- Boosting endogenous neuroprotection in multiple sclerosis: the ASsociation of Inosine and Interferon beta in relapsing- remitting Multiple Sclerosis (ASIIMS) trial. [Journal Article, Multicenter Study, Randomized Controlled Trial, Research Support, Non-U.S. Gov't]
- Mult Scler 2010 Apr; 16(4):455-62.
Anti-inflammatory drugs are effective on relapses, but neuroprotective agents to prevent disability are still unavailable. Uric acid has neuroprotective effects in experimental models including encephalomyelitis and appears to be involved in multiple sclerosis. Oral administration of inosine, a precursor of uric acid, increases serum uric acid levels and is well tolerated. Our objective was to test the possibility that a combination therapy associating an anti-inflammatory drug (interferon beta) and an endogenous neuroprotective molecule (uric acid) would be more effective than interferon beta alone on the accumulation of disability. Patients with relapsing-remitting multiple sclerosis on interferon beta for at least 6 months were randomized to interferon beta + inosine or interferon beta + placebo for 2 years. The dose of inosine was adjusted to maintain serum uric acid levels in the range of asymptomatic hyperuricaemia (<or=10 mg/dl). The primary end points were percentage of patients with progression of disability and time to sustained progression (Kaplan-Meier analysis). The combination of interferon beta and inosine was safe and well tolerated but did not provide any additional benefit on accumulation of disability compared with interferon beta alone. We conclude that endogenous neuroprotective mechanisms recently identified in multiple sclerosis are complex and uric acid does not reflect the entire story.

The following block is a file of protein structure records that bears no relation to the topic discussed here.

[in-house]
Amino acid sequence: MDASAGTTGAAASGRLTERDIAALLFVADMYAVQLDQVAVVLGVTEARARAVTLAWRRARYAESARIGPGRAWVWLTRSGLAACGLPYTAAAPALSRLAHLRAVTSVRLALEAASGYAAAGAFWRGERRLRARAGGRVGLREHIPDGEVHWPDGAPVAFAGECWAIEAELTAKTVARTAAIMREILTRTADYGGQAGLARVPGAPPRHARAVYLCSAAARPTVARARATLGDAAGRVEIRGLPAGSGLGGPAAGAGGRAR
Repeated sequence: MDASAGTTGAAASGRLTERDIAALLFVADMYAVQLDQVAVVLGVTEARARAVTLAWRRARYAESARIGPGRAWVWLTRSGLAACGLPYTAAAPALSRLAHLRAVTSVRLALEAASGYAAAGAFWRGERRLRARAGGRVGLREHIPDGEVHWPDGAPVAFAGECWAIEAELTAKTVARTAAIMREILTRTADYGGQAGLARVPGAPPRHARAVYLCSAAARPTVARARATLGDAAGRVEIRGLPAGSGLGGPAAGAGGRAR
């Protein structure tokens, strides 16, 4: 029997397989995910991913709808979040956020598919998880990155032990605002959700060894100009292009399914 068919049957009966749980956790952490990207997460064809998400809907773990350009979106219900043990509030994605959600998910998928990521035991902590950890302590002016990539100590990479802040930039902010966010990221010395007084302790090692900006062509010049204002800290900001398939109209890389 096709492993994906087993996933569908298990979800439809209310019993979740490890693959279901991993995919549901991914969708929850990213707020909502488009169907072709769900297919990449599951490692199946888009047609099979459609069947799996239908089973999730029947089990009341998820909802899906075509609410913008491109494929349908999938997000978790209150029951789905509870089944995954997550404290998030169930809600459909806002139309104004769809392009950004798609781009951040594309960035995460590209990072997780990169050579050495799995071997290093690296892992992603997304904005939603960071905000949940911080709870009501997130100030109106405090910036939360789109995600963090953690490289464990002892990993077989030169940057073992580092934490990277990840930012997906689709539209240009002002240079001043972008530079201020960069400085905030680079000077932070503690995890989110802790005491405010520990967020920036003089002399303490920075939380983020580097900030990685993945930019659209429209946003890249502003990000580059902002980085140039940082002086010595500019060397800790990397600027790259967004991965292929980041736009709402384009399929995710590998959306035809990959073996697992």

- Recent insights into the pathogenesis of hyperuricaemia and gout. [Journal Article, Research Support, Non-U.S. Gov't, Review]
- Hum Mol Genet 2009 Oct 15; 18(R2):R177-84.
Gout is a common rheumatic disease in humans which is characterized by elevation in serum uric acid levels, and deposition of uric acid crystals in the joint. Hyperuricaemia is the primary risk factor for the development of gout and primates have uniquely high levels of serum uric acid due to missense mutations in the uricase gene. Levels of serum uric acid are known to be highly heritable, and mutations in genes which encode enzymes in the purine salvage pathway have long been recognized as rare causes of gout. Until recently, however, little has been known about the genetic determinants of urate metabolism and susceptibility to gout in the general population. Over recent months, a series of large scale genome wide association studies have been performed which have shed new light on the genes which regulate serum uric acid levels and susceptibility to gout. Most of these genes seem to be involved in regulating the renal excretion of uric acid which underscores the importance of reduced urate excretion as opposed to increased endogenous production as a cause of gout. Further work will now be required to investigate the mechanisms by which these genetic variants regulate urate excretion and serum urate levels. However, it seems likely that the genes so far identified will represent new molecular targets for the design of drugs to enhance urate excretion and the genetic variants that predispose to gout might be of value as genetic markers of susceptibility to gout.